Ep 18 – Best Stepchild Communication Technique

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Hello Stepparents! Recently, I’ve spent several episodes discussing your stepchild’s loyalty conflict, their behavior, even the wiring of their brain and why some approaches work better than others in interactions with your stepchild.

To that end, today I’d like to focus on my favorite technique that I think is one of the most important and effective. Find the show notes for this episode at synergisticstepparenting.com/18.

To be honest this technique works well across the spectrum of relationships – be it with your spouse, in-law, friend, or co-worker. It works well with kids too. And your stepchild needs you to have effective tools when interacting with them in challenging times and bad days.

A Powerful Technique That Helps Your Stepchild Self-Regulate.

The technique I’m referring to is called reflective listening.

In reflective listening the objective is to focus your attention on the child and what they are feeling or experiencing and to reflect to them what you see and hear while providing them space to fully process their emotions both physically and emotionally.

Let’s say your teenage stepchild got home from school, slammed the door on their way in, chucked their backpack and flung themselves on the couch looking miserable.

Maybe at this point you are tempted to lose it because they know the rules about slamming doors and putting their things away. But this is the point at which it’s critical to tune into what they are communicating – albeit non-verbally – and to respond to that instead.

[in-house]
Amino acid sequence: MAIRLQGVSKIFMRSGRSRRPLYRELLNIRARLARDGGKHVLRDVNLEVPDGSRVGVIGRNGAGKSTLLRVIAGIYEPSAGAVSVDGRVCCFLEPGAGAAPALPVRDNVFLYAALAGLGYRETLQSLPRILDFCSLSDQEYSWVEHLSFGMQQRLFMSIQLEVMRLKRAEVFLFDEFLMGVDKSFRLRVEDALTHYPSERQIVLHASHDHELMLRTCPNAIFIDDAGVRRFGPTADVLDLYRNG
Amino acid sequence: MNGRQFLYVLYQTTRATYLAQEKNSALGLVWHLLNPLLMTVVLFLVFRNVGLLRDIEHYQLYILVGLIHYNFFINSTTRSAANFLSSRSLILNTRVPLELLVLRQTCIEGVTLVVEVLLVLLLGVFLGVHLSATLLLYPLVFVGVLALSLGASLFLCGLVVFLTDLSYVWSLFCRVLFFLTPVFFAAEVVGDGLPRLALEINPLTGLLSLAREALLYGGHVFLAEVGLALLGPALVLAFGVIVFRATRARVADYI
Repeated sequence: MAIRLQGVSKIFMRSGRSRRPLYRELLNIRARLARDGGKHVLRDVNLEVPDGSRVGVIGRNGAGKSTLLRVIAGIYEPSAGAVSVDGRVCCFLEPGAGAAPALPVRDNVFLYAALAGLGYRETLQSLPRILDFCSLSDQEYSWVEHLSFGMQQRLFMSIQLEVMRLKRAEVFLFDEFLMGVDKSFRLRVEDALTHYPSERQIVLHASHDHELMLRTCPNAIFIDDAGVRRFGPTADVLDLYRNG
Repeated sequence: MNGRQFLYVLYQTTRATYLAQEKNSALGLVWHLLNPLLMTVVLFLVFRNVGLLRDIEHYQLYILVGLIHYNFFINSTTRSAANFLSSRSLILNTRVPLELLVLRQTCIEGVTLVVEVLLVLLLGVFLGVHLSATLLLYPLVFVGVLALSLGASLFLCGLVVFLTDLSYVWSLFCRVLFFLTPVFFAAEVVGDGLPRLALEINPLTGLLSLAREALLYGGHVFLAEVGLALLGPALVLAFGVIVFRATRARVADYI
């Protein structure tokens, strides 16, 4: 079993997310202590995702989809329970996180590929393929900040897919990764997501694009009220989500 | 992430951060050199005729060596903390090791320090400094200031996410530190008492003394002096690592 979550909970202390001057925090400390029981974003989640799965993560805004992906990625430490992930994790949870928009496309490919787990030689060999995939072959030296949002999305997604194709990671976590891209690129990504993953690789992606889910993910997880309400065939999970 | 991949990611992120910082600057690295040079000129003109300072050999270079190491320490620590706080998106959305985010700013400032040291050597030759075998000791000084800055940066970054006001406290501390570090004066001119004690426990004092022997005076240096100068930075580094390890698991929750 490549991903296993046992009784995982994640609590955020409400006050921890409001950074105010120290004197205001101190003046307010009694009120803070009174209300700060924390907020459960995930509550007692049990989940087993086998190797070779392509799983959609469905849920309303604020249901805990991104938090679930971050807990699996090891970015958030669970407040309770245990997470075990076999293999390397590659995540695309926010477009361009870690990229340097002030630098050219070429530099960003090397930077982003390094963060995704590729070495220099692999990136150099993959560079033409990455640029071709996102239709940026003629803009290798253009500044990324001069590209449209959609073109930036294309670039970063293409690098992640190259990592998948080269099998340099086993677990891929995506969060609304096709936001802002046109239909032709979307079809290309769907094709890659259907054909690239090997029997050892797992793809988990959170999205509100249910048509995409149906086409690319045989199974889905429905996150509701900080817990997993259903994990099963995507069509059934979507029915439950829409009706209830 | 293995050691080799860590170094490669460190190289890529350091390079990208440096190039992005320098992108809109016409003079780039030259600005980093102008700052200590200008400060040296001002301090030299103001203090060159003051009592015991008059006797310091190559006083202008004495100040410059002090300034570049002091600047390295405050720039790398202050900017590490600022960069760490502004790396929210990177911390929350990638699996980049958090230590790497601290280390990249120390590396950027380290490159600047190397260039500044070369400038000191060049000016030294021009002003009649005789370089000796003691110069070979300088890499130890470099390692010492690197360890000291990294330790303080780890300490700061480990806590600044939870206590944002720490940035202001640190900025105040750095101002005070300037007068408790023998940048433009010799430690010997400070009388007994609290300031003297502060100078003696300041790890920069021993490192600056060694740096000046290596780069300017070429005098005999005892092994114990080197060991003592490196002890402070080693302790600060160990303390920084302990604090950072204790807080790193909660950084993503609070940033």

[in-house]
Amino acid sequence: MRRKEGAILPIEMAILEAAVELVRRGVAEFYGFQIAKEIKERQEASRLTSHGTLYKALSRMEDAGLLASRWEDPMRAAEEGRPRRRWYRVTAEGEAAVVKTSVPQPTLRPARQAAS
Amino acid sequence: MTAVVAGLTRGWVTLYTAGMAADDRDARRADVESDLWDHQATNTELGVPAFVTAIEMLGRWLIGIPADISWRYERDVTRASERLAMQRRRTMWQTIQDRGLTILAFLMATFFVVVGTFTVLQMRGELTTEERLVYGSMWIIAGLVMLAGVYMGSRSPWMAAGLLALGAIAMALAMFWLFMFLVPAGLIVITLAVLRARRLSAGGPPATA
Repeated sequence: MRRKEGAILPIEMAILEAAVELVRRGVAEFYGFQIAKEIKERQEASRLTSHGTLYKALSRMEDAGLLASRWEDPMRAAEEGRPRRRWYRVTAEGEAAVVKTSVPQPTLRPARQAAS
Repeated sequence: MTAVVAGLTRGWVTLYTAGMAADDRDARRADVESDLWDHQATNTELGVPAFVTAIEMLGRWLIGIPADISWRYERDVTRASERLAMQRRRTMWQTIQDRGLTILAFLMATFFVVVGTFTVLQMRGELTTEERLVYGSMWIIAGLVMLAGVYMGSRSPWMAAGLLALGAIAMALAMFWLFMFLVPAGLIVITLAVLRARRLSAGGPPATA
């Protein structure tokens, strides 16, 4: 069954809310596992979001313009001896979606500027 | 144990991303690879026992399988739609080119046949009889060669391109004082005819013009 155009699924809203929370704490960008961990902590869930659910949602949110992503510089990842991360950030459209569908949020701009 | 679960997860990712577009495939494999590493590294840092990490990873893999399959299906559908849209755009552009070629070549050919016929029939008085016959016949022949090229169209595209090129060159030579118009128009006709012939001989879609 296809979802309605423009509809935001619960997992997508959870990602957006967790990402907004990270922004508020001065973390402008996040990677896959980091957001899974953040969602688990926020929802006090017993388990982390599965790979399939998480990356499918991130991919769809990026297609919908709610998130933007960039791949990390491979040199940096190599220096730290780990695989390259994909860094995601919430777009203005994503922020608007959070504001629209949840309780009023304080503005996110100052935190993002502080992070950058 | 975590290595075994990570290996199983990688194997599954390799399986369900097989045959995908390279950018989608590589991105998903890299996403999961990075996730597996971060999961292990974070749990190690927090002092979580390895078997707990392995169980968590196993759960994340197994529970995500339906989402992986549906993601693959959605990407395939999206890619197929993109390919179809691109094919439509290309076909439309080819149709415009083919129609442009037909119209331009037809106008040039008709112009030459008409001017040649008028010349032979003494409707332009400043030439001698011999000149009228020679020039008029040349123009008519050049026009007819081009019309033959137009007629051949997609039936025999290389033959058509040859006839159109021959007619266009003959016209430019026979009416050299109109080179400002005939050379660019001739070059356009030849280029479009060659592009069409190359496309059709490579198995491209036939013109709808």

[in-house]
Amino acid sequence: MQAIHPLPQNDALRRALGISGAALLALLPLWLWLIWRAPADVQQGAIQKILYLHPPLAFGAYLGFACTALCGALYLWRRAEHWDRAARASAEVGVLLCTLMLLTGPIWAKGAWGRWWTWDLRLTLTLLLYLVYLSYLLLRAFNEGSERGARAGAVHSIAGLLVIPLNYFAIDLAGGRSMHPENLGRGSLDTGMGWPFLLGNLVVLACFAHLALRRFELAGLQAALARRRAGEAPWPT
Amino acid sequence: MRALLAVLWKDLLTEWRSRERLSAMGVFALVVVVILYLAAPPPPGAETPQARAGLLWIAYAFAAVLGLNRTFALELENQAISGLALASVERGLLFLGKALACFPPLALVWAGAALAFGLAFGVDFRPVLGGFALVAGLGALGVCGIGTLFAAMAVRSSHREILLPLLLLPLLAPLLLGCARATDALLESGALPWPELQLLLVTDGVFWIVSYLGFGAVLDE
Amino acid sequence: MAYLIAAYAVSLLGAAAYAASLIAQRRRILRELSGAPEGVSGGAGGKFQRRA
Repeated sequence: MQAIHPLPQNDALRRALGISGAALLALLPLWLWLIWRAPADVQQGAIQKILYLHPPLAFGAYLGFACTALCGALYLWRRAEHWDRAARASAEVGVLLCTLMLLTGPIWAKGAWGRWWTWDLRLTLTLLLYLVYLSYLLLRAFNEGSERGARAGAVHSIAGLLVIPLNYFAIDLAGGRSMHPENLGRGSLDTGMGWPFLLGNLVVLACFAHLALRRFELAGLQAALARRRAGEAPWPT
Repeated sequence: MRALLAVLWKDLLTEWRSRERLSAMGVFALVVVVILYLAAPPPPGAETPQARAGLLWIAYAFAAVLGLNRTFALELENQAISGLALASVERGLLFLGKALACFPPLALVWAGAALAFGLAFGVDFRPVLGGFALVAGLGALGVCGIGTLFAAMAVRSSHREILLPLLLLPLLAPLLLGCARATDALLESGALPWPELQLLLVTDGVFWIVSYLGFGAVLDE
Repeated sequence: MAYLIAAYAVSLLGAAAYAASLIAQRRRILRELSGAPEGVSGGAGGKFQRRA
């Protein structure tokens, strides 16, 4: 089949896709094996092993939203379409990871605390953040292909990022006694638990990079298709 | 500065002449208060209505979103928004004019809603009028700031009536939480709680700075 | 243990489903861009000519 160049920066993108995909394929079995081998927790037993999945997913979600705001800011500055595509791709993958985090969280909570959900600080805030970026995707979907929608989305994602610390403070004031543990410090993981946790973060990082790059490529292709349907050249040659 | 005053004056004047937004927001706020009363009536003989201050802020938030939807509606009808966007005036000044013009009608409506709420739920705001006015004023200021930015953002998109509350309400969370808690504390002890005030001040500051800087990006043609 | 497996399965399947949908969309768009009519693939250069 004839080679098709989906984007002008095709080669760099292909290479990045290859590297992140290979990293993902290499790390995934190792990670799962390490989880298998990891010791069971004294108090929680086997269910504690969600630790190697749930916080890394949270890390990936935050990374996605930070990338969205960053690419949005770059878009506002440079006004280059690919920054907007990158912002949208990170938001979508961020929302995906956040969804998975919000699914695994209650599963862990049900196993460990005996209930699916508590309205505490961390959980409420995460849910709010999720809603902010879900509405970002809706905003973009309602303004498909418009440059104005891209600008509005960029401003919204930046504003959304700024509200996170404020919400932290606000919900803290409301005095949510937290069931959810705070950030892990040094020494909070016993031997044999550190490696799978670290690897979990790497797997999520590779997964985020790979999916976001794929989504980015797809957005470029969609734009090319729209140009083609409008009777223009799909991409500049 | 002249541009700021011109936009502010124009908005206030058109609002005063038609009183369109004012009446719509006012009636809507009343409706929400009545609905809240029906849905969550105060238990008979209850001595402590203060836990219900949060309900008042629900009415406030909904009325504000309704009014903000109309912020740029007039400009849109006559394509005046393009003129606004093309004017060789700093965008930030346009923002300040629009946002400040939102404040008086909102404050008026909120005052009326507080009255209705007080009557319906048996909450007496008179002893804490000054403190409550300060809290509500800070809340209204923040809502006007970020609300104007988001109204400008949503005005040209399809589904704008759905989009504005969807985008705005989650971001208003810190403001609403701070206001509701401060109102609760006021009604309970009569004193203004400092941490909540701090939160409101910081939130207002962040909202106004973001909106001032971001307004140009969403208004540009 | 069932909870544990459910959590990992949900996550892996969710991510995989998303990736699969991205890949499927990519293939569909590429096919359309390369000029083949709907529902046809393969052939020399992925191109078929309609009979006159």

It’s clear that something’s wrong. The tension is palpable, so thick you can almost cut it with a knife. Get to a place of being curious. Gently come closer and ask “What happened?” or “Are you okay?” This a kinder and considerate response.

Rather than saying “pick up your bag” “you know better than to slam the door, this isn’t a barn” etc. Which is likely going to upset them even more and make you into the enemy and their target.  

Even if they explode back, or mutter “I’m fine”, or just ignore you. Wait for a moment, while staying calm.

If you don’t get another response, the best thing you can do is say, “I’m going to give you some time. Let me know if you want to talk or if I can help in anyway” and walk away giving them space.

4 Steps of Reflective Listening

If your stepchild is little you want to be in the same room with them and keep an eye on them because little kids don’t always know how to stay safe.

Do the following …

1. Use the least number of words necessary.

Refrain from saying anything. But if they are trying to engage with you or seem like they’re trying to get your attention simply say “I see that you’re ____” and fill in the blank by naming the emotion.

2. Give them time, space and distance.

As long as they are being safe and they’re not doing anything where they can hurt themselves, let them be. So if they’re punching pillows or throwing their drawings, that’s fine. Watch for breakable things and things they can hurt themselves with and try to remove them ahead of time.

3. Redirect them if possible.

In the case of a small child if they’re having a tantrum and are angry and you have a piece of paper and something to draw with handy, give it to them and ask them to show you how angry they are. You’ll notice that this might start out as stabbing the paper but with time as they calm down will most likely turn into drawing.